FIG. 2 illustrates the contents of the agent management object 10 shown in FIG. 1.
The agent management object 10 comprises slots 22-28 described below and procedures 29.
Slot 22 stores the activated states (inference mode or meta mode) of the agent management object 10. Slot 23 stores the rule ID in the kernel rule group 9 which has brought forward conflicting strategies in executing inferring. Slot 24 is a stack (e.g. a FILO, first-in last-out memory) for retaining the conflicted strategies. Slot 25 stores rule ID's activated when each strategy of slot 24 is adopted, respectively. Slot 26 is a stack retaining hypothetical situations used when each strategy of slot 24 is adopted, respectively. Slot 27, upon removal of a knowledge object (replicated) 17, stores a return event for resuming the inferring by the knowledge object 4. Slot 28 is a stack for retaining procedures for requested execution.
Procedure 29, in slot 28 will be described as a group of procedures. Procedure 30 is for replicating the knowledge object 4 in a combinational number equal to the number of conflicting strategies of stack 24 times the number of hypothetical situations of stack 26. Procedure 31 is for displaying the hypothetical situations of each knowledge object 4. Procedure 32 is for breaking the inferring when the inferring of each kernel knowledge section 5 exceeds a given fixed time limit. Procedure 33 is for establishing/modifying the priority given to the conflicting strategies automatically in accordance with the rules or by interacting with the user, to estimate the inferring with other processes of each knowledge object (replicated) 17. Procedure 34 is for inquiring of the user about adoption or confirmation of the preferred strategy. Procedure 35 is for removing knowledge objects (replicated) 17.
FIG. 3 illustrates the contents of the kernel object 8 shown in FIG. 1.
The kernel object 8 is for controlling and managing the inferring of the knowledge object 4, which also includes procedures 36, such as a system start procedure, system initialization procedure, etc..
FIG. 4 illustrates the contents of the expert knowledge model 14 shown in FIG. 1. The expert knowledge model 14 is for controlling and managing a concept object 15 comprising a locally specialized expert knowledge, which includes procedures 41, such as recording procedure, initialization procedure, etc..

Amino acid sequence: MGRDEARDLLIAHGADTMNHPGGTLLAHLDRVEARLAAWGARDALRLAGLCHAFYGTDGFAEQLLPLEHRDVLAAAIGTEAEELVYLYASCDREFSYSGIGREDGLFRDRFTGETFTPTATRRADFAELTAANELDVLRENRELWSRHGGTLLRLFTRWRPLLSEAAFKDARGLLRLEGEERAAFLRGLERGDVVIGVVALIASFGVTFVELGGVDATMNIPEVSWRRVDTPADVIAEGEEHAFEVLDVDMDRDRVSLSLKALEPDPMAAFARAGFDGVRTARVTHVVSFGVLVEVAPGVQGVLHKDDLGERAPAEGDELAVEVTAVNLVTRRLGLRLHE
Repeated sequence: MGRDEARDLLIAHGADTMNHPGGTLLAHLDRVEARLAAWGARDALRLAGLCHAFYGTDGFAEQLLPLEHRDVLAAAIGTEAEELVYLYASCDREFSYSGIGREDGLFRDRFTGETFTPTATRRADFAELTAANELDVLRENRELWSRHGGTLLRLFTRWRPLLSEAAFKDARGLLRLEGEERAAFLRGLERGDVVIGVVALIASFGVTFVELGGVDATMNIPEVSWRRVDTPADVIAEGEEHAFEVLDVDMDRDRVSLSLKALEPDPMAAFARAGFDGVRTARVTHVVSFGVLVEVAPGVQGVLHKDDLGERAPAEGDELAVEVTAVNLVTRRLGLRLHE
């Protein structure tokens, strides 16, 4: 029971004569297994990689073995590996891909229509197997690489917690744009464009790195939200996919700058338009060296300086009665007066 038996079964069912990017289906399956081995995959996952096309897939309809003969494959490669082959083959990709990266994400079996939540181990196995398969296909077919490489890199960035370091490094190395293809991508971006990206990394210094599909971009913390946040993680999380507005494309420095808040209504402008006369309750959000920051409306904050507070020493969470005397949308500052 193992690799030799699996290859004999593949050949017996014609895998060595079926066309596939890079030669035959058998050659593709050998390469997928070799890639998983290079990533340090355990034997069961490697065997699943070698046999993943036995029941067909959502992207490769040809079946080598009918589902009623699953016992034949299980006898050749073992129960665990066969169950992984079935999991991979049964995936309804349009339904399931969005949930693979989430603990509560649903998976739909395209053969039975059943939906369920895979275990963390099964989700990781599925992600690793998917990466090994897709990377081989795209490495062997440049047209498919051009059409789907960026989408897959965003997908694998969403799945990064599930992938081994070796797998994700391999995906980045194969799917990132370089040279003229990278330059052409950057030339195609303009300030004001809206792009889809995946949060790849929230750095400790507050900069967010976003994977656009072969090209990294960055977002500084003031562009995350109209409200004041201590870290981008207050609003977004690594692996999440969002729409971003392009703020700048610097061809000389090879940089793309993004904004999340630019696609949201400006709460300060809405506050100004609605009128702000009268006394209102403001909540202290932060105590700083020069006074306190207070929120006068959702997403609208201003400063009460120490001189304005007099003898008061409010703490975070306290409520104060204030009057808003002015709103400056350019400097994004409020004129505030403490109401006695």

FIGS. 5(a) and (b) are flowcharts showing the process of the computer system according to the present invention. In this respect, the flowchart of FIG. 5(a) represents mainly the processes of the kernel rule group 9, while the flowchart of FIG. 5(b) represents the processes of the agent management rule group 11.
When a usual inferring cycle is made for an expert knowledge process of the kernel rule group 9, the execution uses the kernel object 8 and expert knowledge model 14. The system is first initialized at step 500, and then the external situational data are inputted automatically from the environment or storage, or by the user at step 501.
Subsequently, in step 502 the presence of an executable rule is examined, and if there is no such rule, the execution is terminated by proceeding to END of the process.
If there is any rule which is still executable, then it is executed in step 503, which may include generation of one or more strategies by the inference management system.
Next, in step 504 an examination is made to detect if any conflict is generated for the strategies in the course of the inferring or execution, and if there is no conflict generated, then the inferring is continued as it is by proceeding to step 509. If any conflict is detected, it is decided by step 505 through interaction with the user to determine if the system should estimate each strategy.
Then, if there is no strategy estimate requested by the user in step 505, the strategy priority is referenced in step 506 in order to reconcile the conflict of the strategies and inquire of the user about the adoption of the preferred strategy (507) to decide on the preferred strategy (509). This strategy thus decided is stored in the strategy priority as a preferred strategy. In accordance with such strategy, the rule is executed (510).
At the step 507, if any modification is requested by the user, a strategy other than the preferred strategy is selected from the displayed conflicting strategies through the intervention of the user, and such strategy is inputted in step 508. The strategy thus selectively inputted is automatically preferred when the next decision is made as to a preferred strategy.
At the step 505 of FIG. 5(a), if any strategy estimate is requested, the processing proceeds to step 511 of FIG. 5(b) to activate the agent management object 10 and change from inferring mode to meta mode.
The hypothetical situations predicted to occur after the adoption of a strategy are enumerated in step 512. Next, the knowledge object 4 is replicated by the replicating procedure 30 of the agent management object 10 in step 513 to produce new knowledge objects (replicated) 17. Then the situational data of the conflicting estimated strategies is placed in the knowledge objects (replicated) 17 by step 514, and the knowledge object 4 is placed in a wait state by step 515.